"Armored Trooper Votoms Volume 2": Destroying Hearts and Minds
It’s a shame that even with today’s advanced technology all-out mecha warfare remains but a dream. Still, there are heartening signs that day is nearing, such as a John Deere tractor that moves spider-like on six legs. Yes, I know how many legs a spider has, but you could have kept quiet about it. Anyway, until that dream becomes reality Armored Trooper Votoms is an excellent alternate source of mecha carnage.
Having leveled the grimy metropolis of Uoodo in volume 1, hero Chirico Cuvie joins a mercenary army on the tropical planet Kummen. This arc is full of small teams of armored troopers (AT) making sorties in dense jungles, perhaps inspiring the similar Gundam 08th MS Team series a decade later.
The story is more focused and dynamic than in the first volume, which became slightly repetitive with Chirico constantly playing cat and mouse with the police. Otherwise it is much the same winning formula of frequent mecha shootouts and hints of political intrigue and romance.
The Kummen government is caught up in a civil war with the Veela rebels, who oppose plans for industrialization, preferring to preserve the traditional way of life as the local religion dictates. Chirico is assigned to the Kummen base Assemble EX-10, where he is delighted to improbably run into his old friends Gotho, Vanilla, and Coconna, the first supplying arms, and the others operating the nearby Fantom Club. Meanwhile Chirico’s former commander Captain Rochina continues to search the galaxy for the elusive fugitive, certain he knows the location of the powerful Perfect Soldier (PS) prototype, or Fyana as Chirico has christened her.
Assemble’s General Gon Nu and especially Captain Kan Yu give Chirico a cool welcome after detecting the tracking beacon Rochina implanted in him. However Gon Nu recognizes that Chirico’s knowledge of the PS is a valuable asset, and decides to keep him on a tight leash to see what they can find out.
Sure enough Chirico soon discovers that the Veelans have coincidentally enlisted not only Fyana but also a second PS called Ypsilon. Though their feelings for each other continue to deepen, Chirico and Fyana are kept apart by the war and their commanders’ suspicions. Things are further complicated by the jealous Ypsilon’s own infatuation with Fyana, and the sudden arrival of the scheming Rochina.
This time Chirico’s main companions are his fellow mercenary pilots: dimwitted tough guy Kiderra, gentlemanly Potaria, and soft-spoken giant Shako. Like Chirico, Potaria’s loyalties are somewhat conflicted, as his childhood friend Monica is a prominent Veelan guerilla.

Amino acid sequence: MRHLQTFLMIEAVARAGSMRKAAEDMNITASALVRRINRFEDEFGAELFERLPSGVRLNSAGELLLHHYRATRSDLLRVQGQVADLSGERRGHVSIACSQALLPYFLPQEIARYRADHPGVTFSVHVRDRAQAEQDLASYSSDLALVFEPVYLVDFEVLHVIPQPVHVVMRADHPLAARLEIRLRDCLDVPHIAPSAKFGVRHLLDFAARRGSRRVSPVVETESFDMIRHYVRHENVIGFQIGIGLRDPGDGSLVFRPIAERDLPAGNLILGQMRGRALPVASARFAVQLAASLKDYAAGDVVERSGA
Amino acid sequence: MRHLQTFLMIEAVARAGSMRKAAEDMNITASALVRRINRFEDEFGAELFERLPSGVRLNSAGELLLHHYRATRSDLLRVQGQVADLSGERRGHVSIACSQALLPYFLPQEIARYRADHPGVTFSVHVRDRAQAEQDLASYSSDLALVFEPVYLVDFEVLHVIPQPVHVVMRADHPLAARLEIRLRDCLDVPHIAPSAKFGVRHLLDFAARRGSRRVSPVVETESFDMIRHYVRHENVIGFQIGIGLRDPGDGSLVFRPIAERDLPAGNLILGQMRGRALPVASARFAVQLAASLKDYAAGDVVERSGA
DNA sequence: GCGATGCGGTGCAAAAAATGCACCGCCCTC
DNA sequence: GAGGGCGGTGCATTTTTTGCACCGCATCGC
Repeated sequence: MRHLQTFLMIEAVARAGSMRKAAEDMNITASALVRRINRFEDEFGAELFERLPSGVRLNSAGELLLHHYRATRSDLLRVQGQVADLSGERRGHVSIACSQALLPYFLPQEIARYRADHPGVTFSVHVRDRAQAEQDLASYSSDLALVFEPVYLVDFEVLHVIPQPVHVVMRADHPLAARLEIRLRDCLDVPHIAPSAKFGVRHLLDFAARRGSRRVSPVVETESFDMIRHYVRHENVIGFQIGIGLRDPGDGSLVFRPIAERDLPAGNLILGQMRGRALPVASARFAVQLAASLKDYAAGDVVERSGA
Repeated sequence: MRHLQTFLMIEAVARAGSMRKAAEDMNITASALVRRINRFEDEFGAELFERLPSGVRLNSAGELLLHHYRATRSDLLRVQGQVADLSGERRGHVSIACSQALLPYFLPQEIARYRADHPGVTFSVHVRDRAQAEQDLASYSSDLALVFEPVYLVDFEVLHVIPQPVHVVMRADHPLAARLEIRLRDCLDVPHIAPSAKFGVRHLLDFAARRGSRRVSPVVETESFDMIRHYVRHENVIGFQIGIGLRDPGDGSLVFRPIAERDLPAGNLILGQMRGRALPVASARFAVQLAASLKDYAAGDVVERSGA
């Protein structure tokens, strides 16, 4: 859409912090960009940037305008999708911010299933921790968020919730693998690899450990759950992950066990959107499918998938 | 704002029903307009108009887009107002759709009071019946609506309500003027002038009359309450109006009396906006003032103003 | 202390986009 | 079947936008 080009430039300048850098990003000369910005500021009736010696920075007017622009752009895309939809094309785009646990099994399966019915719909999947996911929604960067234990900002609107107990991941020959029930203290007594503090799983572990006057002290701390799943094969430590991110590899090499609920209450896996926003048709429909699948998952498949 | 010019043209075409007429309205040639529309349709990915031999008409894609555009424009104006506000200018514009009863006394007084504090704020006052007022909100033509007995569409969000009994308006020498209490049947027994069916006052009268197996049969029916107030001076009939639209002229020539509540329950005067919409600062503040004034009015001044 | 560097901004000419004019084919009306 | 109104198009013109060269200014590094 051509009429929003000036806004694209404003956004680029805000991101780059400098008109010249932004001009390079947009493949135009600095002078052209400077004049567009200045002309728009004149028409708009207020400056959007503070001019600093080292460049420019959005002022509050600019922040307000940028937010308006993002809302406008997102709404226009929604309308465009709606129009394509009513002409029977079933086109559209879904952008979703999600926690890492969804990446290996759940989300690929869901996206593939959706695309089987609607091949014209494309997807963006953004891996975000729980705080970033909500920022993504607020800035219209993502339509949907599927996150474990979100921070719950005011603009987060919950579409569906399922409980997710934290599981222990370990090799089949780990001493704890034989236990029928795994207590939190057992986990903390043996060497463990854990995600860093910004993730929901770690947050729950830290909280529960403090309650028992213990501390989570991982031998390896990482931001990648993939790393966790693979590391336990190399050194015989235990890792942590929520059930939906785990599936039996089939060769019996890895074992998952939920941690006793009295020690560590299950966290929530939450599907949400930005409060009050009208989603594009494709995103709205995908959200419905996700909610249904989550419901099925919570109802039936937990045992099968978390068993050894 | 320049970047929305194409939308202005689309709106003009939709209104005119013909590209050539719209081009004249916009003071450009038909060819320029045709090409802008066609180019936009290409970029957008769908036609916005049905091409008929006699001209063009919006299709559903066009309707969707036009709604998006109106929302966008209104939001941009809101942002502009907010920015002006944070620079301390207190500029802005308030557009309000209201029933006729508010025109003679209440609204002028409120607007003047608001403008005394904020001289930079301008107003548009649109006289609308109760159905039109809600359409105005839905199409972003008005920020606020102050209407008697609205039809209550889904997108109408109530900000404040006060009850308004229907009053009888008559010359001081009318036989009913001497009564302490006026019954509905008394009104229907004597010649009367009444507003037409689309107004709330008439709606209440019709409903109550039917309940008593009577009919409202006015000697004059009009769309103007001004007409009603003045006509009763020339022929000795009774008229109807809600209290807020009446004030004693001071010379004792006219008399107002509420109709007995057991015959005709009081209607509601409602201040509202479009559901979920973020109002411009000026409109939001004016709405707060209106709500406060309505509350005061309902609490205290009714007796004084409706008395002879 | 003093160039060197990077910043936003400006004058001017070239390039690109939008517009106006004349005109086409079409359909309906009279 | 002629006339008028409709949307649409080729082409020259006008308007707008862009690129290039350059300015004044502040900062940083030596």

Though still given to defiant scowling, Chirico thankfully becomes a touch more personable and talkative. He still scores alarmingly low on the charisma-meter though, and it remains a mystery why Coconna is so obsessed with him. I might have to look into blue hair dye myself. Coconna drops any pretense of subtlety this time, but finds her coquetry ignored as Chirico pines for Fyana. To her surprise, Vanilla proves to be a much more receptive audience.
As for the villains, Kan Yu and Ypsilon are both very arrogant and insecure, and quickly grow to despise the effortlessly skilled and lucky Chirico. Kan Yu is the sort of self-serving, heartless officer who would probably have ended up fragged by his own men in Vietnam.
Once again there’s plenty of quality mecha action. In a particularly exciting scene, Kan Yu’s squad of ATs escorts a critical supply barge up a narrow jungle river. It’s eerily quiet at first, but when the barge gets stuck on the riverbed Veelan ATs ambush the convoy. Chirico races to a nearby hill for leverage to winch the barge free, while his buddies desperately attempt to protect the cargo from the torrential enemy barrage. However he reaches the top only to run smack into Ypsilon, and be painfully reminded how the perfect soldiers got their name.
This volume’s struggle between tradition and modernization is a common theme throughout history, and extremely relevant today. Especially since the Veelans are motivated by deep-set religious beliefs, it’s hard not to be reminded of the ongoing unrest in the Middle East.
However the rice paddies and peasant dress indicate that Vietnam is the intended parallel. Much emphasis is placed on illustrating the ugliness of war, such as when Kan Yu has his troops destroy a small farming village in a search for guerillas. To the disgust of Chirico and Potaria, he finally forces a random group of peasants to play Russian roulette in the hope that one will crack and reveal the guerillas’ whereabouts. Ironically, though this is no doubt meant to evoke atrocities during the Vietnam War it could just as easily point to Japan’s occupation of the country in World War II.
The animation is again serviceable but unspectacular, although mecha fans will find a richer variety of neat designs on display, possibly due to the need to expand the toy line. The slow, romantic remix of the main theme music amusingly sounds much like the theme to 70s sitcom Taxi.
This volume is sadly bereft of special features. I assume the DVD budget was low, but it sure would be nice to see some production art. Another idea long overdue for these older series is a “Where are they now?” featurette on the creative staff.
Armored Trooper Votoms Volume 2 shows impressive growth in character and story, and is strongly recommended for mecha fans and anyone who’s worn out their copy of Apocalypse Now. I get the feeling the narrator is a big fan of Robert Duvall’s monologue in that film, because he never goes more than a couple sentences without mentioning the “smell of gunpowder.” Unless it’s an 80s drug euphemism, which would explain wild declarations like “The huge beast which encircles the world begins to stir in Hades’ depths.” That’s a bad trip and a half.